In any business it is very obvious for questions like, what effect on profit can it expect if it produces more products? What quantity of products and services must a business sell in order to break even for the year? What happens to the breakeven point of the business if it decides to add or increase the quantity of a product or services they currently offer? to arise. The analytical technique that helps the managerial accountants to address these questions is called Cost Volume profit analysis. (Tata McGraw-Hill, 2008 p.298). It provides with vital information about the effect of revenue raised and the cost incurred within a certain business. CVP analysis can also be used to analyse the effect on profit due to changes in prices, costs, tax, interests and the mix of product sold by the organisation. (Tata McGraw-Hill, 2008 p.298).
CVP analysis is used by the managers in day to day basis in order to run the business smoothly. Correct use of this can lead to a detailed understanding of what actions should and can be taken in order to save the business from facing any loss, and make profit or at least break even. CVP analysis is a helpful tool for the management but it also suffers with some limitations. It provides the management with the insight of the current position of the business and also reflects any potential problems the company could face in a short run. CVP graph directs management’s attention to this situation but is not able to provide a solution to any potential problem within the business. (Tata McGraw-Hill, 2008 p.303).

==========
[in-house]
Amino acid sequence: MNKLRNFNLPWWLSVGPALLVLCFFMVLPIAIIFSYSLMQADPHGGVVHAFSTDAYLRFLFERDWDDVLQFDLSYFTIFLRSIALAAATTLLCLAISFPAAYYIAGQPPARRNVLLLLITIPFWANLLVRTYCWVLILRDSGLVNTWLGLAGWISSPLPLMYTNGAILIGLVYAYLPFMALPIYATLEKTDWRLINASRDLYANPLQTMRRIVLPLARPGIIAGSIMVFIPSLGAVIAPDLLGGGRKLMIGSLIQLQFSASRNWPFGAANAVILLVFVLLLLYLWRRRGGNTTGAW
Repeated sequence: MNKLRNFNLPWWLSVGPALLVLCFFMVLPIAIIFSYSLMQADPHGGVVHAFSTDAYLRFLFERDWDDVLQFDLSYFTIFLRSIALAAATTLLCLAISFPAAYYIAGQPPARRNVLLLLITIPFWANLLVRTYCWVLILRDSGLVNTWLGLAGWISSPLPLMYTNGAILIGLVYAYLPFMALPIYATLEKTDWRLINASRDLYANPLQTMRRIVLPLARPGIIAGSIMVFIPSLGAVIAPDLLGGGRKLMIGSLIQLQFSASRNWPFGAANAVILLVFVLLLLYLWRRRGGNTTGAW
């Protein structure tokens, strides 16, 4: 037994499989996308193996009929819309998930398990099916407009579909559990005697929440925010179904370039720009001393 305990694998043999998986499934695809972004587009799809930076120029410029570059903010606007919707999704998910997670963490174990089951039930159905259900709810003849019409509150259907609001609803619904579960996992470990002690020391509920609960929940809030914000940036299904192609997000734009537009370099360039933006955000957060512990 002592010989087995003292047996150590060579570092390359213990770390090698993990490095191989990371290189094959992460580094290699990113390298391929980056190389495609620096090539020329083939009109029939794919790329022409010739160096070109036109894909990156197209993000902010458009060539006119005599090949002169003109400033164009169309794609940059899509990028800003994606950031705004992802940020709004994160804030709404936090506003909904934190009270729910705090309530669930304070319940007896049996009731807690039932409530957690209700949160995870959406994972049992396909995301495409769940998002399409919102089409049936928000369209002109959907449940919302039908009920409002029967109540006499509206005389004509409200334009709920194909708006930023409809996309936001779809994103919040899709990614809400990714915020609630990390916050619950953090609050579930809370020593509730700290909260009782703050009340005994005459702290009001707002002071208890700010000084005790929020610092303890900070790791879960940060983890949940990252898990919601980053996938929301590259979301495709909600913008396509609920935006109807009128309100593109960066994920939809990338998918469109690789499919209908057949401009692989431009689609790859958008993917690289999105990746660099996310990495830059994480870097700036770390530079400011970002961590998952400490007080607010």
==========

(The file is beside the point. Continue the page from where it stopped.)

Many assumptions should be made in order to produce a CVP analysis such as, keeping the total revenue linear which means the price or product or service will not change as sales changes, keeping total expense linear which means the total fixed and the unit variable expense remains unchanged as activity varies, the efficiency and productivity remains constant and the sales mix in a multi products company remains constant. (Tata McGraw-Hill, 2008 p.314). All these assumptions are very much necessary in order to produce a CVP analysis but they are not necessarily constants in a day to day business. If by any reasons the sales mix changes in the business than a new CVP analysis should be made for this new sales mix. CVP analysis provides the management of any organisation with vital information that it requires for day to day operation but also has some limitations.
Tata McGraw-Hill (2008) Managerial Accounting: Creating Value in a Dynamic Business Environment. New Delhi, Tata McGraw-Hill Publishing Company Limited.
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